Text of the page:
• Second person subject pronouns: yourself (singular), yourselves (plural)
  • Third person subject pronouns: Himself, herself, itself (all singular), themselves (plural)

Pronouns of Reference

When pronouns neither modify a noun nor emphasize it, but still act as nouns, we cannot classify them as personal pronouns. Such pronouns may refer to a noun or another pronoun in the sentence. We study two of that kind here.

Reflexive Pronouns

Reflexive Pronouns are those that make the verb refer back to the subject. Some examples include:

  • I surrendered myself to the Captain.
  • He won’t be hurting himself.
  • They sacrificed themselves to a blind cause.
  • We present ourselves as the witness to the crime.

As we observe in the above examples, the same words act as intensive pronouns and reflexive pronouns under different circumstances. Observe both the sets of examples. The reflexive pronouns make the same pronoun act as both the object and the subject. The pronouns in boldface are the objects to the verb (in italics).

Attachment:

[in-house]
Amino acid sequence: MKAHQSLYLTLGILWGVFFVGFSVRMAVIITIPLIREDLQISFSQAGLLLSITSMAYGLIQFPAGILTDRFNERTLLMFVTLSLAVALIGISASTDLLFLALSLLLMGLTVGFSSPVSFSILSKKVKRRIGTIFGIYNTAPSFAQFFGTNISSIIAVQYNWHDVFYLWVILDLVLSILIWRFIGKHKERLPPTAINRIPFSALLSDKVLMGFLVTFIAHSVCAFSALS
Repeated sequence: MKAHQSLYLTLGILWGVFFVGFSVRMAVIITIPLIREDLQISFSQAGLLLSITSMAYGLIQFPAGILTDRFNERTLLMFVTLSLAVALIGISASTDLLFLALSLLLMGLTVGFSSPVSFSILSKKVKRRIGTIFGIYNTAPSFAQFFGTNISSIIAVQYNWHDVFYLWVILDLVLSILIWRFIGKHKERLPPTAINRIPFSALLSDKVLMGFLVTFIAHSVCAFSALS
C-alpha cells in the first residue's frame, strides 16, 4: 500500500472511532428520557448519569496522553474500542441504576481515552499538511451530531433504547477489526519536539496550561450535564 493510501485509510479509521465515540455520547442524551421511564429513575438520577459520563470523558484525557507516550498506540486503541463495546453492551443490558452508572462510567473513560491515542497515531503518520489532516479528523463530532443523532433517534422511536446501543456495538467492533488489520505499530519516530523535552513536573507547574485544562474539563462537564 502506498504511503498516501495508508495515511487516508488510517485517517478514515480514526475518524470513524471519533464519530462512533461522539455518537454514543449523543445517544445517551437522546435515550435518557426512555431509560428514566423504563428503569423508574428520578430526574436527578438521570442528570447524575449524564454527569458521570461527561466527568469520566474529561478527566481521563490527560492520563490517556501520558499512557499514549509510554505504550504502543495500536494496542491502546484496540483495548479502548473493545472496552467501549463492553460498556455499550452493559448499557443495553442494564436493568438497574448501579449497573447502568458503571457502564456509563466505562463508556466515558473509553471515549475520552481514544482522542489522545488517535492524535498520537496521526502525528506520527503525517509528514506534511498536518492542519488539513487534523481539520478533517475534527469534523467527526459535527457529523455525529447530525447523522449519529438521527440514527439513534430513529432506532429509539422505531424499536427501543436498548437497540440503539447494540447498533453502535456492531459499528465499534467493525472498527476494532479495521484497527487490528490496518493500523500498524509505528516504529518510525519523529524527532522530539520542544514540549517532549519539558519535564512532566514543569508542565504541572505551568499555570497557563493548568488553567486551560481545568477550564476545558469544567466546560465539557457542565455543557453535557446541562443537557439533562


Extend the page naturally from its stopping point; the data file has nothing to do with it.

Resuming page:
Thus the difference between reflexive and intensive pronouns is that while the former is the object to the verb, the latter is still the subject of the verb.

Reciprocal Pronouns

  • In a round robin contest, each of the participants faces the others.
  • Why do we always have to test one another?
  • They have to make peace with each other.

Reciprocal pronouns are those that make the participants of a subject or noun to each other. Hence, reciprocal pronouns refer only to plural forms of nouns, pronouns or noun phrases. For instance, in the second example above, we see how the pronoun ‘one another’ draws a reference between participants of the pronoun ‘we’.

Pronouns and Determiners – Differences in their types

In the article on adjectives, we’ve learnt all about determiners. In this section we learn how to distinguish between determiners and pronouns. First, let us look at the following examples.

  • You have to drive on this side of the road.
  • Place your card in that slot.
  • This closet should have the answers to their
  • My application has been rejected.